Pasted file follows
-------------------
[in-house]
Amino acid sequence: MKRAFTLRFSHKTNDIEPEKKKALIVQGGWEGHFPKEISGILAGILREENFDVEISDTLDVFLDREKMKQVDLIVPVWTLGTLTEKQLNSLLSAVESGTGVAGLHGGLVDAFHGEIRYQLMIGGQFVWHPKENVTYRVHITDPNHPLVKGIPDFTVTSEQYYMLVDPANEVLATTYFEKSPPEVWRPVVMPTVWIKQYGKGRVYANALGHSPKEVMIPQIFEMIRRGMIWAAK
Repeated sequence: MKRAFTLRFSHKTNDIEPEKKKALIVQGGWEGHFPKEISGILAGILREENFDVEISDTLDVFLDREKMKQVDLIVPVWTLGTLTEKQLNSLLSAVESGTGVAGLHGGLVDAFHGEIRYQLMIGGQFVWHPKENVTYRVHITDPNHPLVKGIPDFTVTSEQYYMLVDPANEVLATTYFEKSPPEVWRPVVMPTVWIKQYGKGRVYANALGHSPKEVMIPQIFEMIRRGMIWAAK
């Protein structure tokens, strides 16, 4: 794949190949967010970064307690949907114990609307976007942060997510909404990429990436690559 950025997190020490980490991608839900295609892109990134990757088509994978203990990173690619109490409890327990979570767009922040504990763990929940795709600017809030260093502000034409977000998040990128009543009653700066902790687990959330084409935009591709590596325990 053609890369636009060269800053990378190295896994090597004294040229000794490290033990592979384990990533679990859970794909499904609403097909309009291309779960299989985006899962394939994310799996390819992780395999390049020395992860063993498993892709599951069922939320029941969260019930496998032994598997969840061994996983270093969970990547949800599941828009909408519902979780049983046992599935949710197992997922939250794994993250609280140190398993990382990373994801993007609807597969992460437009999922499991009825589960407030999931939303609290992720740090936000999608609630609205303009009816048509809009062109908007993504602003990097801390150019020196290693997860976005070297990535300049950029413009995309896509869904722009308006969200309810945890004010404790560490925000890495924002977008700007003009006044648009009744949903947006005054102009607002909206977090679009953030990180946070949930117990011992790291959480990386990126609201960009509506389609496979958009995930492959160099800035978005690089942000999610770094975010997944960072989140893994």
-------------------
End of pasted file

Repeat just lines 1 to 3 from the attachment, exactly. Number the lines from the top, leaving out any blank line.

[in-house]
Amino acid sequence: MKRAFTLRFSHKTNDIEPEKKKALIVQGGWEGHFPKEISGILAGILREENFDVEISDTLDVFLDREKMKQVDLIVPVWTLGTLTEKQLNSLLSAVESGTGVAGLHGGLVDAFHGEIRYQLMIGGQFVWHPKENVTYRVHITDPNHPLVKGIPDFTVTSEQYYMLVDPANEVLATTYFEKSPPEVWRPVVMPTVWIKQYGKGRVYANALGHSPKEVMIPQIFEMIRRGMIWAAK
Repeated sequence: MKRAFTLRFSHKTNDIEPEKKKALIVQGGWEGHFPKEISGILAGILREENFDVEISDTLDVFLDREKMKQVDLIVPVWTLGTLTEKQLNSLLSAVESGTGVAGLHGGLVDAFHGEIRYQLMIGGQFVWHPKENVTYRVHITDPNHPLVKGIPDFTVTSEQYYMLVDPANEVLATTYFEKSPPEVWRPVVMPTVWIKQYGKGRVYANALGHSPKEVMIPQIFEMIRRGMIWAAK